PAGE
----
It took time to get those conversations going. And finally, the worries, and common themes, emerged:
Money: one of the things that activists opened up with – and were comfortable talking about – was money. The endless cycle, and stress of, fundraising. Trying to raise money with dignity. And how the very bare basics for the work – decent salaries and safety, not to mention health insurance, pensions and training – are seen as extras.
Overwork: then we moved on to overwork, how activists work on a 24/7 schedule, without rest or a break (some activists had worked for 20 years without a vacation); the lack of boundaries – how work seeps into every aspect of your life. On top of that, there is the work of living – taking care of your home, elderly parents, children... managing it all.
Grief and loss: we talked about something we so rarely speak of publicly: our grief. About two kinds of grief: that which comes when loved ones fall ill and from losing them – friends, brothers, sisters, mothers, lovers, children; and that which comes from the sadness of the work – the stories, the loss, the violence that you experience every day. How activists suffer these losses in private... and so rarely take (or are offered) the time truly to feel them.
Money (again): the fact that activism doesn’t pay the rent, and that there is no safety net if you fall ill, or for when (one day) you retire. So often, activists are trying to balance supporting themselves and other family members, lovers, friends – trying to make enough money to survive – and still do the work they love...
Guilt: internalised guilt – self-denial, self-flagellation – the feeling that it is just never enough – often compared to others (how do I have the right to feel anything, when others are suffering so much around me?). Then there is externalised guilt – how we judge others (or are judged) for not doing enough...
Relationships with each other: on the one hand, activists are each other’s greatest support system, each other’s family. But these relationships are complicated, and replete with power dynamics that we are reluctant to talk about. Because another side of being so important to each other is this: a betrayal in the activist world is one that cuts the deepest.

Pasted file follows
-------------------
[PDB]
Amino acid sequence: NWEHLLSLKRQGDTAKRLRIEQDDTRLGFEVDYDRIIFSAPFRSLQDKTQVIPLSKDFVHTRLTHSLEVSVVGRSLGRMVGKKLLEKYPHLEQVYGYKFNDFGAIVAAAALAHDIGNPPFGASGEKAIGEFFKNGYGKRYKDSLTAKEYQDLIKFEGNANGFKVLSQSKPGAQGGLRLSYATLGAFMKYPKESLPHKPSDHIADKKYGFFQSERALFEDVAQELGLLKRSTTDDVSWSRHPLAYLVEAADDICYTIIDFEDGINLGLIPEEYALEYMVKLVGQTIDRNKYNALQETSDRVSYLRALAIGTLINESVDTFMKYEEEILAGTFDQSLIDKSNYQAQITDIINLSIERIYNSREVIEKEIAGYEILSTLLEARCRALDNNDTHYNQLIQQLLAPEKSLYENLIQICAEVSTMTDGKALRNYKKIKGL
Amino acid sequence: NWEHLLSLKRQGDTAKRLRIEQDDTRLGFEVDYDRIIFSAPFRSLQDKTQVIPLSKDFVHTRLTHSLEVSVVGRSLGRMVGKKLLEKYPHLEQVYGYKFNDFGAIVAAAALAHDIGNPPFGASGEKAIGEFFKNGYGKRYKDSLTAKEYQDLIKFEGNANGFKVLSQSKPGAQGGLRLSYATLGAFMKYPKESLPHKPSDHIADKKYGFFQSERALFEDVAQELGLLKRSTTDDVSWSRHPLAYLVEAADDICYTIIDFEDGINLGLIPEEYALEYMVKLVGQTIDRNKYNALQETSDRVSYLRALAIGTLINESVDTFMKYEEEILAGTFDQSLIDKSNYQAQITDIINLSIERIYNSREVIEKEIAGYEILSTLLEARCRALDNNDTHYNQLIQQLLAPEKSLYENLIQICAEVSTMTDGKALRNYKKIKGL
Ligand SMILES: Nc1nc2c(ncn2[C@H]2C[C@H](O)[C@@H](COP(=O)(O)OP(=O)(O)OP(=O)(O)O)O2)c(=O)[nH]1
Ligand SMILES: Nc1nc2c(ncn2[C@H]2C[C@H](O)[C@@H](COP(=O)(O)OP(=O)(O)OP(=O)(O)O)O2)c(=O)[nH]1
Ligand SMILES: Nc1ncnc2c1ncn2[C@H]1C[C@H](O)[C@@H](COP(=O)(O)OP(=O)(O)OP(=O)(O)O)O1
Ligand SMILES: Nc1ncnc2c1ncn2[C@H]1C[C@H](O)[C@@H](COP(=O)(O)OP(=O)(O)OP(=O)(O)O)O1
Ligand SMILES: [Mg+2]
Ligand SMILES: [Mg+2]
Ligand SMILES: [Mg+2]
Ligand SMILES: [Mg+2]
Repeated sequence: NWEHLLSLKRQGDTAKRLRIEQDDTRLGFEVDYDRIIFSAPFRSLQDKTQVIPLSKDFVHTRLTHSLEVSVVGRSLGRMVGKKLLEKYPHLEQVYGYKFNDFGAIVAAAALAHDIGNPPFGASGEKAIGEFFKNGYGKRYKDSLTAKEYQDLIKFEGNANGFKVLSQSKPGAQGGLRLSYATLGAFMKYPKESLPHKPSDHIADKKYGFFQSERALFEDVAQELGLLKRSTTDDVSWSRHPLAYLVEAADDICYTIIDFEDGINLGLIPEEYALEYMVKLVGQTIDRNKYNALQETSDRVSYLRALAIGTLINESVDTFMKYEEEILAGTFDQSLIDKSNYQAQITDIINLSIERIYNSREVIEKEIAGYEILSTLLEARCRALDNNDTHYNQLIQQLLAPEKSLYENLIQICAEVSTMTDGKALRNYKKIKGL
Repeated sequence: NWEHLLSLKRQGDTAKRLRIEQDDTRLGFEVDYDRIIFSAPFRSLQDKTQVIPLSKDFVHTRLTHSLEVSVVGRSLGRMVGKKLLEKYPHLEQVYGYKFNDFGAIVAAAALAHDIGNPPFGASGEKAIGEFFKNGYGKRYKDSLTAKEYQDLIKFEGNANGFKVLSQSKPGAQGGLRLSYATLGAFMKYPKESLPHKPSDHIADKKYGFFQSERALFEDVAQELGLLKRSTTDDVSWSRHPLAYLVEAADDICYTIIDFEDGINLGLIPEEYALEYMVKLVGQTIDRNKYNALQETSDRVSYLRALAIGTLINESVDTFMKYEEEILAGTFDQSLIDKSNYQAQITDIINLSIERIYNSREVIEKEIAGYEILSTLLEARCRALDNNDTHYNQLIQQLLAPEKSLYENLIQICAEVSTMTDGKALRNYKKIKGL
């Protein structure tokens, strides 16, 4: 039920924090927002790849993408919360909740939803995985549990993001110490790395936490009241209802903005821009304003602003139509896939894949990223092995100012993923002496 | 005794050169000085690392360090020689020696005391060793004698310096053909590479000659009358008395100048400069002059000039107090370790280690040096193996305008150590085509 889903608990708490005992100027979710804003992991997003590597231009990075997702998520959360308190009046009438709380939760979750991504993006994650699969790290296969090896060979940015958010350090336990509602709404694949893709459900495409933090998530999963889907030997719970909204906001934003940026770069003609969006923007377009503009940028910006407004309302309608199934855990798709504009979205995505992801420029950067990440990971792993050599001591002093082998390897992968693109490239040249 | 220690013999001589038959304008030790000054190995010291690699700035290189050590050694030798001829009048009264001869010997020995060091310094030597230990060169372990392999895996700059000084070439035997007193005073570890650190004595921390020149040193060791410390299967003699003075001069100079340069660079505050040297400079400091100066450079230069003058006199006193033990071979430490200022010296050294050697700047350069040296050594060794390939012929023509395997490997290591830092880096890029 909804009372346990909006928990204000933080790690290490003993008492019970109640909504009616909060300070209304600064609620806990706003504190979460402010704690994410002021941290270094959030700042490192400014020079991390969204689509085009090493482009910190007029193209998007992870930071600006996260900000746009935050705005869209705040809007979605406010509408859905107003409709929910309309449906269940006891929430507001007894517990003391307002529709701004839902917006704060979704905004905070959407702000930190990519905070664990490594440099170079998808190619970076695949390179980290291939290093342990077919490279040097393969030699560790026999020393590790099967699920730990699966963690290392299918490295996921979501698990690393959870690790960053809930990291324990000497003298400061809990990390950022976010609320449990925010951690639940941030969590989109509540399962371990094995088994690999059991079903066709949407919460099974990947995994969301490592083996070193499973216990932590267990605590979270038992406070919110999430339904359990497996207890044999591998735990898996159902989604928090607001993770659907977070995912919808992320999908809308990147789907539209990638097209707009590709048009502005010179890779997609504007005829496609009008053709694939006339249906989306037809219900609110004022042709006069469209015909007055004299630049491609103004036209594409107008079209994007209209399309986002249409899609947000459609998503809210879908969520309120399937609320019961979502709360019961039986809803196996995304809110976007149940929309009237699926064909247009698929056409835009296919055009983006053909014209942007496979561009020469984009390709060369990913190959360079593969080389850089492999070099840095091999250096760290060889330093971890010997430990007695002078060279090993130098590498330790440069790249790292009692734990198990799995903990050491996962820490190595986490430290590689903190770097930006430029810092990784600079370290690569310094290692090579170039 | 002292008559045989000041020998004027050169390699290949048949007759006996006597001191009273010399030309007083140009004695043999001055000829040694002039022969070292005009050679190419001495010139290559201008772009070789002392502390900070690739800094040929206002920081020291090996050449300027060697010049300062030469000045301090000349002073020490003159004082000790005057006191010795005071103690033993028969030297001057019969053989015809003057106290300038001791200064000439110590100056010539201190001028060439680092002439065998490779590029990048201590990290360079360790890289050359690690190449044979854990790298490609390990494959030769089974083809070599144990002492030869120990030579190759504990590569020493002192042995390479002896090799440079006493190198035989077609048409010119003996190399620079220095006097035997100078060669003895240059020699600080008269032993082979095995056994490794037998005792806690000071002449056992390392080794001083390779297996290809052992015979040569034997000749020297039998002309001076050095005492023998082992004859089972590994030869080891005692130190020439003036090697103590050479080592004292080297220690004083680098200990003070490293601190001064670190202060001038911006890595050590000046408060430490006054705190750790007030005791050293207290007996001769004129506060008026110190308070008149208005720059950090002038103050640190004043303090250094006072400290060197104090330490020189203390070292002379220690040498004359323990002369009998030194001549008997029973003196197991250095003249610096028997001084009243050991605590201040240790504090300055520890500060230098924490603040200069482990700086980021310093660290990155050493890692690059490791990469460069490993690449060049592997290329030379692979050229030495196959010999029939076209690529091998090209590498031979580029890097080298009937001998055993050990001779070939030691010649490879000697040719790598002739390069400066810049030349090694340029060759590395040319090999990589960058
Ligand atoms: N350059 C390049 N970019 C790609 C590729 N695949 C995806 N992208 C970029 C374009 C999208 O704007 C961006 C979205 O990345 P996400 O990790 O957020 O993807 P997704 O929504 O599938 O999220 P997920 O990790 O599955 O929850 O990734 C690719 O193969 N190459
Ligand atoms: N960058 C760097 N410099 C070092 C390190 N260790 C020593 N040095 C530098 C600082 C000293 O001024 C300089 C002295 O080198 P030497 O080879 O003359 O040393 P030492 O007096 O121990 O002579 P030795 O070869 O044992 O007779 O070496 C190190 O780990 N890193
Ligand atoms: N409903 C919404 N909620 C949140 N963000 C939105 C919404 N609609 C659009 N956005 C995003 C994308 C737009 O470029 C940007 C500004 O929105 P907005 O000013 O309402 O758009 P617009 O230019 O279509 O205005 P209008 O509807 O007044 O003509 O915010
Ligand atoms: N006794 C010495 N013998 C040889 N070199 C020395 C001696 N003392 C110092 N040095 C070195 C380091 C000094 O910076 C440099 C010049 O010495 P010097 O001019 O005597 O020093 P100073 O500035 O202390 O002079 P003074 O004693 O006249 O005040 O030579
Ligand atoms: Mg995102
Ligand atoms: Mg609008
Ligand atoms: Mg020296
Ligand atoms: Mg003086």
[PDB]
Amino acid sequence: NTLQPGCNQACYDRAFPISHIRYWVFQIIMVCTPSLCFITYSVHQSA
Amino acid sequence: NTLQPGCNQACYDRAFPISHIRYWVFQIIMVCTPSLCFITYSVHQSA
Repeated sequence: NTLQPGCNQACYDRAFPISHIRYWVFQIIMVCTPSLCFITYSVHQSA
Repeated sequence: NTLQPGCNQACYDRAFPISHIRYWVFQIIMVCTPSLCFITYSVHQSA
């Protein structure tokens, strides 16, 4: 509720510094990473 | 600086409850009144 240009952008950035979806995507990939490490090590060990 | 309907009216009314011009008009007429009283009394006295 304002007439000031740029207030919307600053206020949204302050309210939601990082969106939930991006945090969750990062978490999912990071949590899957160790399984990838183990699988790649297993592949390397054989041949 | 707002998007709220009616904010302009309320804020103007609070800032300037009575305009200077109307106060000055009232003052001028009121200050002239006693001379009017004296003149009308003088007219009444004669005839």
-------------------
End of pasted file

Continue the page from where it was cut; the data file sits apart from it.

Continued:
What next? Leadership transition, generational differences: we talked about the things that all activists have in common, across generations. We realised that wherever we are in our careers as activists, whether we are just starting out, or whether we are in a phase of transition, or retirement, it doesn’t matter. We all want respect. And we all want to know what comes next.
Pleasure: we asked the following question: where has pleasure gone in our lives? Where is the fun? When did we last feel our bodies, laugh until it hurt, dance until we dropped? Touch our lovers with ease, with joy?
Spirituality: and what do we do with the big questions that arise daily in our activism – the ones that haunt us – why is this happening? Why the violence? Why can’t I stop it? Where can I go to ask these questions when so often the very places and people we were taught should offer us answers – and sanctuary – are the ones that reject and challenge us?
Safety and fear: finally, we talked about safety – and about fear. How we cope with fear, and how it is connected to our concept of safety and security.
Many activists told us they handled fear by:
- denying it;
- becoming paranoid;
- staying hyper-vigilant/always alert;
- laughing at it;
- belittling themselves for feeling it;
- belittling others for feeling it; and/or
- recognising it, but then minimising it, saying, in comparison to others, it’s not that bad...
So often, you suppress it, and banish it to the same place where you have put all your experiences of fear, and violence – as survivors and constant witnesses.